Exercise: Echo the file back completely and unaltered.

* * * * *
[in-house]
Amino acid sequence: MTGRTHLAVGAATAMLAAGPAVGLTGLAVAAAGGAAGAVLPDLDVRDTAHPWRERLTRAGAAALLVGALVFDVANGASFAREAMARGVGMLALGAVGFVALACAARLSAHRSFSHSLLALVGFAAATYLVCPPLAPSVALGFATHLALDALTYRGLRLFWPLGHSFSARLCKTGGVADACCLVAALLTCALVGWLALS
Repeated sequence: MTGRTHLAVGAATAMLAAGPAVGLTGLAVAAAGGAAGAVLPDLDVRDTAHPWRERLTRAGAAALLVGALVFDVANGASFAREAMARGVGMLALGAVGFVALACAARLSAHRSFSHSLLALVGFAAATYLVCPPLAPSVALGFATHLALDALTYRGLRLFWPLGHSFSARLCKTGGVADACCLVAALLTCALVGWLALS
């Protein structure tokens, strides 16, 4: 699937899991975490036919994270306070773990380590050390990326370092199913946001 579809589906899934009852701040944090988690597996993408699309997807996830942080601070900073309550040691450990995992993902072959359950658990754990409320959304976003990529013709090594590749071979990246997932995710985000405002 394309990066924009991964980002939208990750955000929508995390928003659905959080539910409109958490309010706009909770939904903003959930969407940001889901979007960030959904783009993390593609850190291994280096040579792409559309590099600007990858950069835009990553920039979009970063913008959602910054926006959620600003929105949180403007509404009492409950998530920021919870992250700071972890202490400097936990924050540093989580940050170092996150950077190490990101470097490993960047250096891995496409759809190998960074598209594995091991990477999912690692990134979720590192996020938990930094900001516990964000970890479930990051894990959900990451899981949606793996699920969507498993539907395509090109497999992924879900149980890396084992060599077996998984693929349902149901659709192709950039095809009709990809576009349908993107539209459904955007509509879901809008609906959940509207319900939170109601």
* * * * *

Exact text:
[in-house]
Amino acid sequence: MTGRTHLAVGAATAMLAAGPAVGLTGLAVAAAGGAAGAVLPDLDVRDTAHPWRERLTRAGAAALLVGALVFDVANGASFAREAMARGVGMLALGAVGFVALACAARLSAHRSFSHSLLALVGFAAATYLVCPPLAPSVALGFATHLALDALTYRGLRLFWPLGHSFSARLCKTGGVADACCLVAALLTCALVGWLALS
Repeated sequence: MTGRTHLAVGAATAMLAAGPAVGLTGLAVAAAGGAAGAVLPDLDVRDTAHPWRERLTRAGAAALLVGALVFDVANGASFAREAMARGVGMLALGAVGFVALACAARLSAHRSFSHSLLALVGFAAATYLVCPPLAPSVALGFATHLALDALTYRGLRLFWPLGHSFSARLCKTGGVADACCLVAALLTCALVGWLALS
């Protein structure tokens, strides 16, 4: 699937899991975490036919994270306070773990380590050390990326370092199913946001 579809589906899934009852701040944090988690597996993408699309997807996830942080601070900073309550040691450990995992993902072959359950658990754990409320959304976003990529013709090594590749071979990246997932995710985000405002 394309990066924009991964980002939208990750955000929508995390928003659905959080539910409109958490309010706009909770939904903003959930969407940001889901979007960030959904783009993390593609850190291994280096040579792409559309590099600007990858950069835009990553920039979009970063913008959602910054926006959620600003929105949180403007509404009492409950998530920021919870992250700071972890202490400097936990924050540093989580940050170092996150950077190490990101470097490993960047250096891995496409759809190998960074598209594995091991990477999912690692990134979720590192996020938990930094900001516990964000970890479930990051894990959900990451899981949606793996699920969507498993539907395509090109497999992924879900149980890396084992060599077996998984693929349902149901659709192709950039095809009709990809576009349908993107539209459904955007509509879901809008609906959940509207319900939170109601």